Defining myocardial fibrosis in haemodialysis patients with non-contrast cardiac magnetic resonance
journal contributionposted on 20.07.2018 by Matthew P.M. Graham-Brown, Anvesha Singh, G.S. Gulsin, E. Levelt, Jayanth Arnold, David Stensel, James O. Burton, Gerry P. McCann
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Background: Extent of myocardial fibrosis (MF) determined using late gadolinium enhanced (LGE) predicts outcomes, but gadolinium is contraindicated in advanced renal disease. We assessed the ability of native T1-mapping to identify and quantify MF in aortic stenosis patients (AS) as a model for use in haemodialysis patients. Methods: We compared the ability to identify areas of replacement-MF using native T1-mapping to LGE in 25 AS patients at 3 T. We assessed agreement between extent of MF defined by LGE full-width-half-maximum (FWHM) and the LGE 3-standard-deviations (3SD) in AS patients and nine T1 thresholding-techniques, with thresholds set 2-to-9 standard-deviations above normal-range (1083 ± 33 ms). A further technique was tested that set an individual T1-threshold for each patient (T11SD). The technique that agreed most strongly with FWHM or 3SD in AS patients was used to compare extent of MF between AS (n = 25) and haemodialysis patients (n = 25). Results: Twenty-six areas of enhancement were identified on LGE images, with 25 corresponding areas of discretely increased native T1 signal identified on T1 maps. Global T1 was higher in haemodialysis than AS patients (1279 ms ± 5. 8 vs 1143 ms ± 12.49, P < 0.01). No signal-threshold technique derived from standard-deviations above normal-range associated with FWHM or 3SD. T11SD correlated with FWHM in AS patients (r = 0.55) with moderate agreement (ICC = 0.64), (but not with 3SD). Extent of MF defined by T11SD was higher in haemodialysis vs AS patients (21.92% ± 1 vs 18.24% ± 1.4, P = 0.038), as was T1 in regions-of-interest defined as scar (1390 ± 8.7 vs 1276 ms ± 20.5, P < 0.01). There was no difference in the relative difference between remote myocardium and regions defined as scar, between groups (111.4 ms ± 7.6 vs 133.2 ms ± 17.5, P = 0.26). Conclusions: Areas of MF are identifiable on native T1 maps, but absolute thresholds to define extent of MF could not be determined. Histological studies are needed to assess the ability of native-T1 signal-thresholding techniques to define extent of MF in haemodialysis patients. Data is taken from the PRIMID-AS (NCT01658345) and CYCLE-HD studies (ISRCTN11299707)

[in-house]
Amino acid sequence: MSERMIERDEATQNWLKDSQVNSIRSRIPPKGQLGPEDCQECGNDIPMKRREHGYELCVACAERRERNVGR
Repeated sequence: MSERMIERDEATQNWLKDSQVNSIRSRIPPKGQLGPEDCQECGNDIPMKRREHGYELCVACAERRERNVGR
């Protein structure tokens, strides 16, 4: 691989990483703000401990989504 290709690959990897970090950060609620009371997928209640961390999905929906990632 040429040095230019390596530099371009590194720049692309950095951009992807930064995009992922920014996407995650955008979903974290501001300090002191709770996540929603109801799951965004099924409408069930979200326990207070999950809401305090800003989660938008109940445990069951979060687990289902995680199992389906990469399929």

This study is independent research arising from a Clinician Scientist Award (Dr James Burton, CS-2013-13-014) supported by the NIHR, an NIHR grant to Gerald McCann (NIHR-CDF 2014–07-045), and an NIHR grant (number PDF 2011–04-51 Gerald P McCann)
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